Tuesday, October 08, 2013

New Technique Identifies Novel Class of Cancer's Drivers

New Technique Identifies Novel Class of Cancer's Drivers

It was only a matter of time that modern DNA sequencing methods would be able to uncover some "use" of the enormous amount of non-coding DNA in our genome. We still have so much to learn! But, this is a great step.

Wednesday, September 04, 2013

How people learn - The Week

I'm posting this article for my own reminder about the importance of teaching in a way that maximizes student learning.

I've made a remarkable number of changes over the past year with my teaching tools and techniques. Yet, I still find myself occasionally drifting back to old habits -- giving a standard, boring lecture where I expect my students to sit there, pay attention and take notes for 52 minutes of class. Fortunately, this is certainly becoming the exception and not the norm.

Regardless, research is continuing to emerge about how ineffective this traditional approach is on the majority of students. However, I don't believe it is ineffective for everyone. After all, the vast majority of my undergraduate years were all completed by taking courses where I had to sit through lectures where the professor delivered the material for the entire class with talking and an overhead as their primary tools. I did it. It worked for me, yet I can't help but wonder how much more enjoyable some of my undergraduate years would have been if I had some active learning....

Tuesday, October 09, 2012

Big data, big jobs?

See the article Big data, big jobs? in a recent issue of ComputerWorld.

I teach an undergraduate course in data mining. It is definitely one of my favorite courses to teach.  I've been telling students over the past couple of years that this area is a huge opportunity in the job market, and will continue to blossom for years to come.

Yet, even as this article suggests, data mining is not for everyone.

Here are my observations: Unfortunately, I am not seeing enough students ready or willing to dive into some of the statistical math required to really understand how to get the most interesting information out of the data.  Being a good programmer is not enough for getting into data mining. Knowing a good programming language that is popular for data mining tasks (such as R) will be better.  However, knowing how to analyze, visualize, and extract relevant information from large data sets is important. To do this, you need to know what models to apply when, and why, and what to expect out of them.  You need to know how to evaluate model performance, and select appropriate parameters to improve it.  You need to understand causes of poor performance (e.g. noisy data, lack of preprocessing, etc.) I see too many students blindly meandering around the data mining landscape with programs such as SAS, SPSS, or even Weka, not really understanding why a particular model is behaving the way it is. (BTW, Weka is an absolutely wonderful piece of software for exploring data mining!)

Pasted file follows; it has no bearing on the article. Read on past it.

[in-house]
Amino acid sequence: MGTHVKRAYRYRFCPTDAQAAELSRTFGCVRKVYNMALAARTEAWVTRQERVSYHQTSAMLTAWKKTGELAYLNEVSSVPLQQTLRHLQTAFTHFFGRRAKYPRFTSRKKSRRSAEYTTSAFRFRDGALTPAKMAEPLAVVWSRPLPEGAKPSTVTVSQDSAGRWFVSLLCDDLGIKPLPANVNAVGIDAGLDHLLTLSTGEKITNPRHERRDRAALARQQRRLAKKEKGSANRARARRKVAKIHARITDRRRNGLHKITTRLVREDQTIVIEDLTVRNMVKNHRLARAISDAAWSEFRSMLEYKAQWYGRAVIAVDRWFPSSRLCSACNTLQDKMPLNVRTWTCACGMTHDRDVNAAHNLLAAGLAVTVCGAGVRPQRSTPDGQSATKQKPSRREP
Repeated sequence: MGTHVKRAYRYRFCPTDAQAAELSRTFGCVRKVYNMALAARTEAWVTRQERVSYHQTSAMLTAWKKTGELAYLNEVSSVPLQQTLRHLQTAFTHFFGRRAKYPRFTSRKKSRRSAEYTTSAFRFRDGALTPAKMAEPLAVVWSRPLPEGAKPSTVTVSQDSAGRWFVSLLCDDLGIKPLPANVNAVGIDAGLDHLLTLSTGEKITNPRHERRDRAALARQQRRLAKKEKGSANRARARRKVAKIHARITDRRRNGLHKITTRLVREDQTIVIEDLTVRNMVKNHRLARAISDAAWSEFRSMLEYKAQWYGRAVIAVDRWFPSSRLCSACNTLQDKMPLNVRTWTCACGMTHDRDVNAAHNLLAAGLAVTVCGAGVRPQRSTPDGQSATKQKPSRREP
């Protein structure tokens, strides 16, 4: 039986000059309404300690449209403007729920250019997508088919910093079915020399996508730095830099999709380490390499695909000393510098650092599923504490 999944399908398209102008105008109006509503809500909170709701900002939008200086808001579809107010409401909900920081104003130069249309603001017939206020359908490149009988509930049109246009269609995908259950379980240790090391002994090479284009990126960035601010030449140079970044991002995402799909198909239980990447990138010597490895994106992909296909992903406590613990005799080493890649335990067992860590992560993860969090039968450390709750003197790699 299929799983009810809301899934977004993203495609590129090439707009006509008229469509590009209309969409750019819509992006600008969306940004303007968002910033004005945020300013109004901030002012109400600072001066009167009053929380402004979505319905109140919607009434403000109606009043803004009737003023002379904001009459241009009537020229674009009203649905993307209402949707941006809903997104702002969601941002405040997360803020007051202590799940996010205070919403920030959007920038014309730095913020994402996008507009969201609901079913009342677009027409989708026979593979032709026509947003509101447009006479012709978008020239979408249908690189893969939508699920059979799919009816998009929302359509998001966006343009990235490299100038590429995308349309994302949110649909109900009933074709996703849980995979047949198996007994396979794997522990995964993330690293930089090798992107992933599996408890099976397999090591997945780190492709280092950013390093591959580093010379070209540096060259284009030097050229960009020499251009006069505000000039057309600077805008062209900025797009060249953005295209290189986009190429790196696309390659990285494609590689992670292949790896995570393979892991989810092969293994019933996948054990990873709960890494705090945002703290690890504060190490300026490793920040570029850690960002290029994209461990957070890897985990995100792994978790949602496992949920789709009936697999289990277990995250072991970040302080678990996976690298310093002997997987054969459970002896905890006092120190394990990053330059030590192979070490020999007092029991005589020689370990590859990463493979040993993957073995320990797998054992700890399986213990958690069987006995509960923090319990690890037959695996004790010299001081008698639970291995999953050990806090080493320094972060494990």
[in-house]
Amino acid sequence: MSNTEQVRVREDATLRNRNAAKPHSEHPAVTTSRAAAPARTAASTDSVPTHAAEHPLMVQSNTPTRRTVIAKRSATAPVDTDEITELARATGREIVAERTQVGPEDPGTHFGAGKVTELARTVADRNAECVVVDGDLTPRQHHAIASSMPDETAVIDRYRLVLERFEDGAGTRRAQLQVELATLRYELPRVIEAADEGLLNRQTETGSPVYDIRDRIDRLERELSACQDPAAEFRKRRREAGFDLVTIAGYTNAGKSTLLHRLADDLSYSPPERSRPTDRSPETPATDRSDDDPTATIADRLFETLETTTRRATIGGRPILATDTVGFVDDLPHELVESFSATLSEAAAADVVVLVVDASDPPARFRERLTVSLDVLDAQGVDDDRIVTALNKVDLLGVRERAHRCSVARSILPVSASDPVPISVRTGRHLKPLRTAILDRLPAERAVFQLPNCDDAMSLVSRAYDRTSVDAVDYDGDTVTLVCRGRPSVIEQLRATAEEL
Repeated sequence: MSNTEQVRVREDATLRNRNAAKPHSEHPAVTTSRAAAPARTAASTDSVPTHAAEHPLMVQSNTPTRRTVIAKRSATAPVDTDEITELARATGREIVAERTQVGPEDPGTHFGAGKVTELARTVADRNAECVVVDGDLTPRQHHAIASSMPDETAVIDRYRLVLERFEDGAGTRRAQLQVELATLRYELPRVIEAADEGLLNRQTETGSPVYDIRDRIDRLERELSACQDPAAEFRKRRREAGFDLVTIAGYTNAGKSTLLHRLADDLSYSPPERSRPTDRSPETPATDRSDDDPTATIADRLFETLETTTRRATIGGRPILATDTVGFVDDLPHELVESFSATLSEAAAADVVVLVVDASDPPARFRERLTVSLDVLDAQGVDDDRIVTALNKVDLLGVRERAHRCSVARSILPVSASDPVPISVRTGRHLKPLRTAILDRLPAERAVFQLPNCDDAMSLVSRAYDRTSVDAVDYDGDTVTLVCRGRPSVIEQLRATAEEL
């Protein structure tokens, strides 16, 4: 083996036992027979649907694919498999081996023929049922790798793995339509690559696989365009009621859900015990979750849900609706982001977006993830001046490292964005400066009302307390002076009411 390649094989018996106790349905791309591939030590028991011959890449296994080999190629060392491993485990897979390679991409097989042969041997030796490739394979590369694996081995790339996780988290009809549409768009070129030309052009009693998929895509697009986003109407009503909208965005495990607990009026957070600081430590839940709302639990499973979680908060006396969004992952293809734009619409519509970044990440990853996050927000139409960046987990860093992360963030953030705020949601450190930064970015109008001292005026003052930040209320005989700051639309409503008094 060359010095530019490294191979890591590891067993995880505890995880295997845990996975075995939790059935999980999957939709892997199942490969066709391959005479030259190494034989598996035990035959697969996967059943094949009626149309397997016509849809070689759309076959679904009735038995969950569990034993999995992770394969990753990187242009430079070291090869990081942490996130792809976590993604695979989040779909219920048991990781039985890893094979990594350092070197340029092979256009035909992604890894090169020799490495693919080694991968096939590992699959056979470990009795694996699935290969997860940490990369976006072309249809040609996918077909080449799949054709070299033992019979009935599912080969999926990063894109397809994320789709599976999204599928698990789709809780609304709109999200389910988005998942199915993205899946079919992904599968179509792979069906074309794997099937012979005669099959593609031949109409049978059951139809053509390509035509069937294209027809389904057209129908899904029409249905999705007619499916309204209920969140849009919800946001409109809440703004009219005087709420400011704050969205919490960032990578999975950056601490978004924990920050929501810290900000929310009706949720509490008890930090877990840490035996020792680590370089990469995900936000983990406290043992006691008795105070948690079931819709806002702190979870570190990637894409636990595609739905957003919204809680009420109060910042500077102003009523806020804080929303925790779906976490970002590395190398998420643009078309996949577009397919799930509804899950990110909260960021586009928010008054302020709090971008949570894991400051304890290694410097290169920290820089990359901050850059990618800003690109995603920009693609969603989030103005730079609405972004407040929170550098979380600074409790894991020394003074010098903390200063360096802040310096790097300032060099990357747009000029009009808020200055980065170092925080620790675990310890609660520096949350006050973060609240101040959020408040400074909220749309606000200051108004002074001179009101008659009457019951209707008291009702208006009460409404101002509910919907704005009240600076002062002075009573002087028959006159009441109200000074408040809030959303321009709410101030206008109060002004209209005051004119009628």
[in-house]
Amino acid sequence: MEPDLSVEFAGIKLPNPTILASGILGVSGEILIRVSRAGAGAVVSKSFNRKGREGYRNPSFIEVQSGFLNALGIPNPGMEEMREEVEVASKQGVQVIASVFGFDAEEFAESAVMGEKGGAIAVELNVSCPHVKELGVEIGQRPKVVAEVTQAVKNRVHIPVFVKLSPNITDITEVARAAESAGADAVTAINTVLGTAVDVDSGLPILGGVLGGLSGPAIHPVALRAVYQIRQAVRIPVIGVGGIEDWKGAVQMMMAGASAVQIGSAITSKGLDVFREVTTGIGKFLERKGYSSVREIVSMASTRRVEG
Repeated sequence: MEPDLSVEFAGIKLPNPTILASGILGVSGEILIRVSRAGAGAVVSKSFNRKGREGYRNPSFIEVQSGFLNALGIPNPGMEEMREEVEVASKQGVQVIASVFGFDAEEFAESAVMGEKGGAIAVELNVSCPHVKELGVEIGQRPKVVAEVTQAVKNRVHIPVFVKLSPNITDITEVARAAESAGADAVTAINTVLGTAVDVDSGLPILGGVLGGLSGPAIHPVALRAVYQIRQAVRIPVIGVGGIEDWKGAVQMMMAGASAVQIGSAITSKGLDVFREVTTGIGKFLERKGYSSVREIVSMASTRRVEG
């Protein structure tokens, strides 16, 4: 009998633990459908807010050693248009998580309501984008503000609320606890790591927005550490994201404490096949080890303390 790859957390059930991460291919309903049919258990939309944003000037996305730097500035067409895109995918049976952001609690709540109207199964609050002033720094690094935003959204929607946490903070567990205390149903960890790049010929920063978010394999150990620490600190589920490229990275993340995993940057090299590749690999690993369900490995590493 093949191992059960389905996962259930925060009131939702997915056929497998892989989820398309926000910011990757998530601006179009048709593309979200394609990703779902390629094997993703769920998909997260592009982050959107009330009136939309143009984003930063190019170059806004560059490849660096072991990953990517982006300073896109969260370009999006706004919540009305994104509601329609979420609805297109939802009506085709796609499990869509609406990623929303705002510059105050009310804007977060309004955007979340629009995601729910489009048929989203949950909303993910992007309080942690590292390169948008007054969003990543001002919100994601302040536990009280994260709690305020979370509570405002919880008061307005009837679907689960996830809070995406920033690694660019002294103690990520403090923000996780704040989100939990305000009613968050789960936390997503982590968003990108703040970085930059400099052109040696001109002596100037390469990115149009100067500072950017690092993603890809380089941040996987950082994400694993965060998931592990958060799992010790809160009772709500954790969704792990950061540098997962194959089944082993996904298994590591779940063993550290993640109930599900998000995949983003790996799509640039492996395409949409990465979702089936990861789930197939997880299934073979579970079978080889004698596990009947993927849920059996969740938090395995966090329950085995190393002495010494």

The best foundation you can give yourself for a career in data mining is to give yourself a solid foundation in statistics and probability. Then, take a course in data mining! I find that failure to fully embrace these important topics makes it difficult for a student to understand the strengths and weaknesses of the wide range of statistical models and algorithms for inference and induction in data mining tasks. More importantly -- you will likely miss many hidden gems buried in the data, and this is what your potential employer is after.

Sunday, August 05, 2012

How Software Updates Are Destroying the Stock Market - Businessweek

This is a sobering reminder of how far we have yet to go in this modern era of software development of engineering. We continue to strive to release some great development tools, and yet it is practically impossible to set up tests to capture every possible event that might raise exceptions....

Friday, July 27, 2012

High school student wins Google Science Fair with an artificial neural net to predict breast tumor malignancy

You can view her presentation and information related to the project here. I am thoroughly impressed. Congratulations Brittany on a job well done! You are going to go extremely far!

Now, I have two questions:

  1. How can I recruit her to work with me on my research?  The reality is that Brittany is most likely MIT or CMU bound, though she will be able to choose whatever school she really wants, and will most likely get a full scholarship on top of the awards she has already earned. Awesome.